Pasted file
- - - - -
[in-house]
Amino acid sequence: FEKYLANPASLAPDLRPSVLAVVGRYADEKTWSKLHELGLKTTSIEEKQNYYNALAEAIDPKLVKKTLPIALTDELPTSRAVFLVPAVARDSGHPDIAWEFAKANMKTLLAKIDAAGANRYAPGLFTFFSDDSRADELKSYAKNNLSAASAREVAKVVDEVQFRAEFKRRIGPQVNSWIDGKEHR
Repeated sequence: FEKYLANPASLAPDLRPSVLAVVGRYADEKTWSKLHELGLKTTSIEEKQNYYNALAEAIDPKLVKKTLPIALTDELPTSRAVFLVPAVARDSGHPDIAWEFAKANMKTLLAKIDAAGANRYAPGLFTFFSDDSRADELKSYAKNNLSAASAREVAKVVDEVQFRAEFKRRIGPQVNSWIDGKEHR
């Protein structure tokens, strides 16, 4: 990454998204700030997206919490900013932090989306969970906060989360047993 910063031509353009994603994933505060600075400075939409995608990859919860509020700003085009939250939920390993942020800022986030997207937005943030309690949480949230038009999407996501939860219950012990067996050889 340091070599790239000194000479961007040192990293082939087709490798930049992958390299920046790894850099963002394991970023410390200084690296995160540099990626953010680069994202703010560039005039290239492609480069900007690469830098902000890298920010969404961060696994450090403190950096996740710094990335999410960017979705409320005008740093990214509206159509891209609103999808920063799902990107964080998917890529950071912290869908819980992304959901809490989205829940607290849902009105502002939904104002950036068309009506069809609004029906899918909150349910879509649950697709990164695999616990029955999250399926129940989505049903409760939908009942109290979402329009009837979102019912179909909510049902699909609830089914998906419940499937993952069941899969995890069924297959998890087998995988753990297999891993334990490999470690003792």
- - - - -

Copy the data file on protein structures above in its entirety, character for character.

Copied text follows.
[in-house]
Amino acid sequence: FEKYLANPASLAPDLRPSVLAVVGRYADEKTWSKLHELGLKTTSIEEKQNYYNALAEAIDPKLVKKTLPIALTDELPTSRAVFLVPAVARDSGHPDIAWEFAKANMKTLLAKIDAAGANRYAPGLFTFFSDDSRADELKSYAKNNLSAASAREVAKVVDEVQFRAEFKRRIGPQVNSWIDGKEHR
Repeated sequence: FEKYLANPASLAPDLRPSVLAVVGRYADEKTWSKLHELGLKTTSIEEKQNYYNALAEAIDPKLVKKTLPIALTDELPTSRAVFLVPAVARDSGHPDIAWEFAKANMKTLLAKIDAAGANRYAPGLFTFFSDDSRADELKSYAKNNLSAASAREVAKVVDEVQFRAEFKRRIGPQVNSWIDGKEHR
């Protein structure tokens, strides 16, 4: 990454998204700030997206919490900013932090989306969970906060989360047993 910063031509353009994603994933505060600075400075939409995608990859919860509020700003085009939250939920390993942020800022986030997207937005943030309690949480949230038009999407996501939860219950012990067996050889 340091070599790239000194000479961007040192990293082939087709490798930049992958390299920046790894850099963002394991970023410390200084690296995160540099990626953010680069994202703010560039005039290239492609480069900007690469830098902000890298920010969404961060696994450090403190950096996740710094990335999410960017979705409320005008740093990214509206159509891209609103999808920063799902990107964080998917890529950071912290869908819980992304959901809490989205829940607290849902009105502002939904104002950036068309009506069809609004029906899918909150349910879509649950697709990164695999616990029955999250399926129940989505049903409760939908009942109290979402329009009837979102019912179909909510049902699909609830089914998906419940499937993952069941899969995890069924297959998890087998995988753990297999891993334990490999470690003792």